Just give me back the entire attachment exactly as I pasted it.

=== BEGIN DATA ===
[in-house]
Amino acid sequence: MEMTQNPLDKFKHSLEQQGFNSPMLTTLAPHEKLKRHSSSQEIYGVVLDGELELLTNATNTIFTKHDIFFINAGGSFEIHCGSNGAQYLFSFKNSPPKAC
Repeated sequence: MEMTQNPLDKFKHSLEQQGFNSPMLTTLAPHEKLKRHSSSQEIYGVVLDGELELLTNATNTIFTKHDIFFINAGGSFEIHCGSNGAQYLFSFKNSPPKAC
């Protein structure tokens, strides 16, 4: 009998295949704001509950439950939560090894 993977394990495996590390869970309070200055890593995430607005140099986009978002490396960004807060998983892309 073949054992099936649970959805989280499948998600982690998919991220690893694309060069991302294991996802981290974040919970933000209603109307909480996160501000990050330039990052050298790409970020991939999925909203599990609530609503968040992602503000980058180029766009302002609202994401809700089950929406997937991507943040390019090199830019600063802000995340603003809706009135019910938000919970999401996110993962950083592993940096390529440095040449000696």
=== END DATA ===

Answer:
[in-house]
Amino acid sequence: MEMTQNPLDKFKHSLEQQGFNSPMLTTLAPHEKLKRHSSSQEIYGVVLDGELELLTNATNTIFTKHDIFFINAGGSFEIHCGSNGAQYLFSFKNSPPKAC
Repeated sequence: MEMTQNPLDKFKHSLEQQGFNSPMLTTLAPHEKLKRHSSSQEIYGVVLDGELELLTNATNTIFTKHDIFFINAGGSFEIHCGSNGAQYLFSFKNSPPKAC
């Protein structure tokens, strides 16, 4: 009998295949704001509950439950939560090894 993977394990495996590390869970309070200055890593995430607005140099986009978002490396960004807060998983892309 073949054992099936649970959805989280499948998600982690998919991220690893694309060069991302294991996802981290974040919970933000209603109307909480996160501000990050330039990052050298790409970020991939999925909203599990609530609503968040992602503000980058180029766009302002609202994401809700089950929406997937991507943040390019090199830019600063802000995340603003809706009135019910938000919970999401996110993962950083592993940096390529440095040449000696």